As you effortlessly click from one screen to the next in your presentation, it is smooth as silk to you and makes all the sense in the world. In actuality, you may have made this presentation multiple times to various audience in the past, so your script is in the back of you mind at the ready. Whether it is your first or fifteenth time delivering the presentation, keep in mind, each audience is hearing it for the first time, and in either instance - the first iteration or the fifteenth - it becomes easy to throw in everything plus a couple of kitchen sinks.
Take note that if you design and deliver a presentation and attempt to show and share everything you know, it becomes too much for the audience. Too much information can result in audience members getting confused or frustrated, asking questions you may not be able to answer or questions that require very involved responses that are further confusing, or audience members completely tuning out and/or engaging in other activities. In both the face-to-face and virtual presentation environments, you must provide manageable chunks of information and be careful of information overload, and here's how you do it.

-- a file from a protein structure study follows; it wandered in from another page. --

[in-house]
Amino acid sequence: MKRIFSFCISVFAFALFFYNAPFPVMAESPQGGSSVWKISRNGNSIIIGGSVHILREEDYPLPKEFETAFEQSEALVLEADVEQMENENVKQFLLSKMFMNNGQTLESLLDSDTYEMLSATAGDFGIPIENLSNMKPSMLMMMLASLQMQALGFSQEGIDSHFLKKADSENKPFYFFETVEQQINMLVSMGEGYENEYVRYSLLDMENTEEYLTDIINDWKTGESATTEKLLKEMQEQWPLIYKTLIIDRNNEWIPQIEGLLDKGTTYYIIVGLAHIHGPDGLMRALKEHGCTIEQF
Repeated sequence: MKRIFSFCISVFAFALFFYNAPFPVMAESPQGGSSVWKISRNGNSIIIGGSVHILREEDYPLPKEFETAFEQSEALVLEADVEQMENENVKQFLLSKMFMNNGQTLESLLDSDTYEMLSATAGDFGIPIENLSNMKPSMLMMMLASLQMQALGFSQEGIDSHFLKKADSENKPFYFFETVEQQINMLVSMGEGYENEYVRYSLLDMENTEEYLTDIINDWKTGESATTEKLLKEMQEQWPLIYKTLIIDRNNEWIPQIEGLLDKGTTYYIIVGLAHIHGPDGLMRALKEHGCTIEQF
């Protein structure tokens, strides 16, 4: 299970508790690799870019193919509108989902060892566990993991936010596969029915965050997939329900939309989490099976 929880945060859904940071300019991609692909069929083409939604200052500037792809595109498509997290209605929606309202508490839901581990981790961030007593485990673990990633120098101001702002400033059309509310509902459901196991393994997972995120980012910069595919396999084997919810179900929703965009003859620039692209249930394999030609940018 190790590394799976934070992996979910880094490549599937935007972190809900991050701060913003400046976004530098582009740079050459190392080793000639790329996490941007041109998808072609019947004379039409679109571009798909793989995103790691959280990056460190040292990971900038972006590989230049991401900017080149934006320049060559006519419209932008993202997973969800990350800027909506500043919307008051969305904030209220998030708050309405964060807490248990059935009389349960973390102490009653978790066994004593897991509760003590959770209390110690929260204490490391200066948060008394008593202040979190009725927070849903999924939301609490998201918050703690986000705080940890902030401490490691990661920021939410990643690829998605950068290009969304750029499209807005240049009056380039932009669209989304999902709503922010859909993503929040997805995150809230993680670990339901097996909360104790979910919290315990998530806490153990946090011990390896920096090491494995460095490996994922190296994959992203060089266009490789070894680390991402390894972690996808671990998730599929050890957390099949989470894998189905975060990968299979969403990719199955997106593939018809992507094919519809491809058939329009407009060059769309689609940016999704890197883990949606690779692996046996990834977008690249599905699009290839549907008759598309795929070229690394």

Commit to solve only three problems.
Ask yourself "What are three big problems the audience might have for which it is seeking solutions?" Then identify from your material that which will solve those problems and present only that information. It’s like reaching into your bag of tricks … everything you know … and pulling out the best, the brightest, the most helpful pieces and sharing only those.
In your opening statement to your audience, use those three problems, needs, interests to share with the audience what it will know or be able to do by the conclusion of the session. I encourage you to use this actual phrase: "By the time we're done, you will know … or be able to do …." When you provide this statement, it accomplishes a number of things.
Clarifying the session's takeaways helps you remain focused and makes you feel empowered because you know the exact job you are there to perform, and it gives the audience a clear roadmap for what it can expect to receive in the session. In short, it gives the audience a feeling of satisfaction right away. And who doesn’t want a happy audience at the start of a session?!
Welcome to the
BMcHAWK TALKS B.Log!
Bridgett here ... a dynamic professional speaker, university Communication faculty member, published author, and a total lover of beautiful sunsets!